Broadly, the invention is a gas-flow control valve capable of remote control by fluid pressure which actuates the valve. More particularly, it is an air valve for ventilation systems. The patent discloses two embodiments both operating on the same broad principal but with differing structure. Reproduced below are Fig. 1, showing one embodiment, and Figs. 8 and 9, showing the other embodiment as well as the mode of operation.

Referring to Fig. 1, the air duct is 10 and has an outwardly flared horn 11 at its end where it would open into a room. Suspended in front of the horn by brackets 16 is a cone-shaped structure consisting of a base 14 and a perforate, rigid, stationary cone 15 of metal over which is mounted a conical membrane 19 of resilient, expansible material such as rubber. The membrane 19 is attached to the base in air-tight fashion by strap 29 secured in groove 28. Pipe 22 admits control air into the conical chamber for the purpose of inflating the membrane 19 to partially or fully close the annular passage between it and the horn 11 to control the flow of air through the duct 10.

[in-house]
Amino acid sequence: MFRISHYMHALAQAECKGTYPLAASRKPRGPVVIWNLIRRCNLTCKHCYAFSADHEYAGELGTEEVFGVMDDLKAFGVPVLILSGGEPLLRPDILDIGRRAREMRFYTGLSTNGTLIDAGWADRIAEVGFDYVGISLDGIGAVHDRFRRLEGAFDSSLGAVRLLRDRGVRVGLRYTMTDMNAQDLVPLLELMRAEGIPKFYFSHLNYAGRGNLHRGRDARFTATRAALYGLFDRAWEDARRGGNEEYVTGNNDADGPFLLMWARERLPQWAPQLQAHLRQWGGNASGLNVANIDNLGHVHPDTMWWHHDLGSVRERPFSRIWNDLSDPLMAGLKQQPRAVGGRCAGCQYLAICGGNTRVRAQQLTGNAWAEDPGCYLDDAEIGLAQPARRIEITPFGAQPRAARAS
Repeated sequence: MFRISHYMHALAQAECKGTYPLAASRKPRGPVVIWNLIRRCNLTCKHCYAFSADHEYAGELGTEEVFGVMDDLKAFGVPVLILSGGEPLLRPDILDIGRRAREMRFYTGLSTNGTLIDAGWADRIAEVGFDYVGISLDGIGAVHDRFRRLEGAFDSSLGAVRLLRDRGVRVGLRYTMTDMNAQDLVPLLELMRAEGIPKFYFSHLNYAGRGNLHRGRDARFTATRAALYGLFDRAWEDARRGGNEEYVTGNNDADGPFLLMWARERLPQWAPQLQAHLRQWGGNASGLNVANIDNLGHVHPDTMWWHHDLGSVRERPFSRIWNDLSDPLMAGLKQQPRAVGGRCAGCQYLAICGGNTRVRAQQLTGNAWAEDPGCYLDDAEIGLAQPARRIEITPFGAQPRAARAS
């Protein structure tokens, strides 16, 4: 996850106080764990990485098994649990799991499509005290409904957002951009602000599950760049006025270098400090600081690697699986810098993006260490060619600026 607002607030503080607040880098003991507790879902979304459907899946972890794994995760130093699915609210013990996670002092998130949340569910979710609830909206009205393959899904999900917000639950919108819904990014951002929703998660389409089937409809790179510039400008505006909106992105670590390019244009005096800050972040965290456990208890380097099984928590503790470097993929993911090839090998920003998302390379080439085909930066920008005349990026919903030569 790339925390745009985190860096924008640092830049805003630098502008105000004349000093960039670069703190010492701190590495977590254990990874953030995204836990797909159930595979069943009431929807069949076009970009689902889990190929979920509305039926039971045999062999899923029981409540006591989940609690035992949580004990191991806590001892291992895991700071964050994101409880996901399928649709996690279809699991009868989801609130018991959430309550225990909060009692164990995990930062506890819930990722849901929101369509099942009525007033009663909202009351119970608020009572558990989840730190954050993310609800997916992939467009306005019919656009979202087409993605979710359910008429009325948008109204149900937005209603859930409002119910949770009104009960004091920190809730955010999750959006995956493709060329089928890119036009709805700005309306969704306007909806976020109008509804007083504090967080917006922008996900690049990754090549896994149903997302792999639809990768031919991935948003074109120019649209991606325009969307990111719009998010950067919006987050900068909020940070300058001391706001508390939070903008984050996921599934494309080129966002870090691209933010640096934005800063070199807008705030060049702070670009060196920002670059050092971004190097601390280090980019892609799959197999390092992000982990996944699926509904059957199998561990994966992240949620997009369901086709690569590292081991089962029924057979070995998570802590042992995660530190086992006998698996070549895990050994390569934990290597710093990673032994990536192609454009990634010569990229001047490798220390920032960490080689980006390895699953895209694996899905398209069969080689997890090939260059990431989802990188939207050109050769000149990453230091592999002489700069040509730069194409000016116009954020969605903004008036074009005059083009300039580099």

A modified form, having the advantage of lighter weight, is shown in Fig. 8 wherein the baseplate 14 of Fig. 1 is omitted and the supporting cone 32 is made imperforate, having the air inlet 35 attached to and passing through it at boss 33. Fig. 9 shows, in connection with the Fig. 8 embodiment of the invention, how the expansible membrane operates to effect a valving action when it is inflated. (The Fig. 1 form inflates in the same way.) Dotted line 36a shows the valve partially closed, full line 36b shows it fully closed, and dotted line 36c shows how, on further inflation, the membrane is in contact with the horn over a substantial area. The disclosure of the patent is limited to these two forms of the invention and all of its claims are limited to a "conical membrane of resilient, expansible material" as the means for controlling the flow of air.